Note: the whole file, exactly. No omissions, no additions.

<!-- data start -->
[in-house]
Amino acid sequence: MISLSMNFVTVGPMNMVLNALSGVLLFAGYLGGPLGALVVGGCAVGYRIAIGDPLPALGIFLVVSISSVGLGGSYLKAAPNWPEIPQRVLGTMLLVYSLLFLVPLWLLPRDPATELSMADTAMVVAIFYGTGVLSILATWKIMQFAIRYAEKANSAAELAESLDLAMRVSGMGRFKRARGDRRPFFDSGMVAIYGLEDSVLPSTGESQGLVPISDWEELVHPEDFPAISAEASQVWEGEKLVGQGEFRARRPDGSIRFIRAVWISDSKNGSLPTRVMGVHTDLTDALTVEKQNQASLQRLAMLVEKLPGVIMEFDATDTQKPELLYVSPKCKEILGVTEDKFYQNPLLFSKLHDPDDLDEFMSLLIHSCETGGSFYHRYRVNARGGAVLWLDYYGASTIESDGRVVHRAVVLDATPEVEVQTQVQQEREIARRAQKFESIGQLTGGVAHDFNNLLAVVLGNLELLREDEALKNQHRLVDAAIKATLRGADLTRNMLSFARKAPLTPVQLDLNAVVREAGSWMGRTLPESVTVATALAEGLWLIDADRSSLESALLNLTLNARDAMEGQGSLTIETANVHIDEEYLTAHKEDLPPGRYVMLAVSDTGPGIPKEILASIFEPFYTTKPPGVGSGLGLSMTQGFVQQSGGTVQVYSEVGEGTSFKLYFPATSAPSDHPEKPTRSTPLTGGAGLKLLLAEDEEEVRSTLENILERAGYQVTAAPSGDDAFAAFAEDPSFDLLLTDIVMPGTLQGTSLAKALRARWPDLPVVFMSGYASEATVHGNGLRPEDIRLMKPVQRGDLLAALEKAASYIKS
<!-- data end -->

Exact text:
[in-house]
Amino acid sequence: MISLSMNFVTVGPMNMVLNALSGVLLFAGYLGGPLGALVVGGCAVGYRIAIGDPLPALGIFLVVSISSVGLGGSYLKAAPNWPEIPQRVLGTMLLVYSLLFLVPLWLLPRDPATELSMADTAMVVAIFYGTGVLSILATWKIMQFAIRYAEKANSAAELAESLDLAMRVSGMGRFKRARGDRRPFFDSGMVAIYGLEDSVLPSTGESQGLVPISDWEELVHPEDFPAISAEASQVWEGEKLVGQGEFRARRPDGSIRFIRAVWISDSKNGSLPTRVMGVHTDLTDALTVEKQNQASLQRLAMLVEKLPGVIMEFDATDTQKPELLYVSPKCKEILGVTEDKFYQNPLLFSKLHDPDDLDEFMSLLIHSCETGGSFYHRYRVNARGGAVLWLDYYGASTIESDGRVVHRAVVLDATPEVEVQTQVQQEREIARRAQKFESIGQLTGGVAHDFNNLLAVVLGNLELLREDEALKNQHRLVDAAIKATLRGADLTRNMLSFARKAPLTPVQLDLNAVVREAGSWMGRTLPESVTVATALAEGLWLIDADRSSLESALLNLTLNARDAMEGQGSLTIETANVHIDEEYLTAHKEDLPPGRYVMLAVSDTGPGIPKEILASIFEPFYTTKPPGVGSGLGLSMTQGFVQQSGGTVQVYSEVGEGTSFKLYFPATSAPSDHPEKPTRSTPLTGGAGLKLLLAEDEEEVRSTLENILERAGYQVTAAPSGDDAFAAFAEDPSFDLLLTDIVMPGTLQGTSLAKALRARWPDLPVVFMSGYASEATVHGNGLRPEDIRLMKPVQRGDLLAALEKAASYIKS